Music » CD Reviews

From First to Last

Heroine (Epitaph)

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On its debut disc, Dear Diary, My Teen Angst Has a Body Count, California's From First to Last combined screamo energy with electronic noise, spazzy art-funk, and occasional lapses into acoustic balladry. The result was one of the few albums of post-hardcore shrieking still worth returning to three years later. That is, it would be worth returning to if they hadn't so thoroughly swamped it with this new effort.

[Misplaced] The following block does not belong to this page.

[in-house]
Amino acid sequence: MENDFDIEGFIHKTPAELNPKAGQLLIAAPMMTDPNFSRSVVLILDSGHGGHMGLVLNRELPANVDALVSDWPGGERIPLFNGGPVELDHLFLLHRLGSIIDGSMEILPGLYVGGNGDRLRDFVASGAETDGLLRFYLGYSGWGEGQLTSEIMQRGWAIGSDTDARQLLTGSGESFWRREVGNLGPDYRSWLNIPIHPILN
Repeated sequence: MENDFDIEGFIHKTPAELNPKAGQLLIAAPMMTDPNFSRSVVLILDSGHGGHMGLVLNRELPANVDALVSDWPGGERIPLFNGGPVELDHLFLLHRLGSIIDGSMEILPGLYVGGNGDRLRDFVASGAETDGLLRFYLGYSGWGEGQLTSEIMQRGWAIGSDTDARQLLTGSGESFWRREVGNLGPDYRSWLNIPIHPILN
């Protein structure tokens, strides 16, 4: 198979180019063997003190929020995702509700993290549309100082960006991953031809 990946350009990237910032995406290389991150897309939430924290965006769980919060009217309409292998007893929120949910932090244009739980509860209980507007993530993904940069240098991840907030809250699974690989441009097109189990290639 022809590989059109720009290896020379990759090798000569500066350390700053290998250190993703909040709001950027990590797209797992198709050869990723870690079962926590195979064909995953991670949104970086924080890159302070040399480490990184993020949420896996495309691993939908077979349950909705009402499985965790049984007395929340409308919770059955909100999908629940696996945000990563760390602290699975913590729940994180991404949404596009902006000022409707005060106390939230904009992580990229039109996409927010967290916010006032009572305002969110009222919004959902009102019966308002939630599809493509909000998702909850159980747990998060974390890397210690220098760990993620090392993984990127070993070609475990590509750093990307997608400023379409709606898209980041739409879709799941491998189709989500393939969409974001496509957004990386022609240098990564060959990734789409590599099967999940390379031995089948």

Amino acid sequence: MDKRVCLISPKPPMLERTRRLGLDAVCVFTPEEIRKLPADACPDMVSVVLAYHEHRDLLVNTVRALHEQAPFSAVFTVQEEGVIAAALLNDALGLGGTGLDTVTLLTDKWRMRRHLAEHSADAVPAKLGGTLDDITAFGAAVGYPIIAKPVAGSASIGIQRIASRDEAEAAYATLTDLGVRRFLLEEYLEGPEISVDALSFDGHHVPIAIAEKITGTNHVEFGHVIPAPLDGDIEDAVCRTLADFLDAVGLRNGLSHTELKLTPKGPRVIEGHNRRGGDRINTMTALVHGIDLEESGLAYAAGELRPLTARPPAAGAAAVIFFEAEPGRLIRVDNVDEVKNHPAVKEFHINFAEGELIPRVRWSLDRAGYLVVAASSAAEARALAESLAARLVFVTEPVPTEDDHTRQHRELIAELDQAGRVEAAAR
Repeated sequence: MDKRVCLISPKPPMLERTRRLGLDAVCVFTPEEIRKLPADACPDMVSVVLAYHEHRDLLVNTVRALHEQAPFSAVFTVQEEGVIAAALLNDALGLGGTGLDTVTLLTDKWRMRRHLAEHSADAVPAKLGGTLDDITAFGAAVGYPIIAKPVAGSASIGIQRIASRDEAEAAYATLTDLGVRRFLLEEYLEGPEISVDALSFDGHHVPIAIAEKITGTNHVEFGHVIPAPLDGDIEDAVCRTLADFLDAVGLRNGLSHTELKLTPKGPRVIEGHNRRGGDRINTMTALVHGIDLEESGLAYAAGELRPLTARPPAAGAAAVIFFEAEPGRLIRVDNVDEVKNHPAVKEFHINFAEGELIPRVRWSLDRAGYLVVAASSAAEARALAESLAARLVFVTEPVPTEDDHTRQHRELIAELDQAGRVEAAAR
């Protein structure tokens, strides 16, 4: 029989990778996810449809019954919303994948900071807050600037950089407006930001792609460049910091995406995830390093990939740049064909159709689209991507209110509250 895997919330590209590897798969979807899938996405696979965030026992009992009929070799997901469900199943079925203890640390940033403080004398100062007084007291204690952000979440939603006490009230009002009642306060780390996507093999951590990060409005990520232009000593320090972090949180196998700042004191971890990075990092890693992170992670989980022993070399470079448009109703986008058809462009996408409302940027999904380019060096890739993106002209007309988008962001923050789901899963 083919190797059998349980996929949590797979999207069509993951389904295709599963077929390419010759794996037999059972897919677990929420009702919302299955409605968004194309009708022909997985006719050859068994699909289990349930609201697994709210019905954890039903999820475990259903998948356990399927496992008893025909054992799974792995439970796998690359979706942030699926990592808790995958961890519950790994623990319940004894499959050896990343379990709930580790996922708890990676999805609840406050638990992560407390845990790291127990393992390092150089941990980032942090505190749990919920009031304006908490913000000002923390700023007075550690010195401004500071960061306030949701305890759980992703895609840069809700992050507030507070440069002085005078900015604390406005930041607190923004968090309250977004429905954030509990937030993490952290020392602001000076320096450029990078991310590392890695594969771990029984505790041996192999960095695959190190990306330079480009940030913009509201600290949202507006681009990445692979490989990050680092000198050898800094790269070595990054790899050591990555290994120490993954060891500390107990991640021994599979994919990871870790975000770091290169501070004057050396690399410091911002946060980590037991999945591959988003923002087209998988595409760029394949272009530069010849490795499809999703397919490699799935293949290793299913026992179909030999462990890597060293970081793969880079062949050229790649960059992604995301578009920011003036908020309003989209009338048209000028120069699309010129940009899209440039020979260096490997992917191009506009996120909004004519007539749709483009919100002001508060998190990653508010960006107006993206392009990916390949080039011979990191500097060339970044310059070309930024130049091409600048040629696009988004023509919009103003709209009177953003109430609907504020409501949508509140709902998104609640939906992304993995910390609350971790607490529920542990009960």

Heroine takes the innovations of the band's debut and adds a slew of new, even weirder ideas: prog-rock jamming nearly worthy of the Mars Volta collides with Autechre-style electronic blips and screeches, while Wes Borland (Primus) lays down some of the heaviest guest bass ever heard on an Epitaph release. Indeed, this whole album is heavier than its predecessor by a factor of 10, at least. It's a step up in every way: The noise is noisier, the guitar riffs are more bludgeoning, the vocals fiercer and twice as committed to selling the lyrics as to shredding the singer's throat for show. Heroine is a serious work of post-hardcore art, as mind-blowing and genre-redefining as Botch's 2000 masterpiece We Are the Romans. From First to Last has thrown down the gauntlet.

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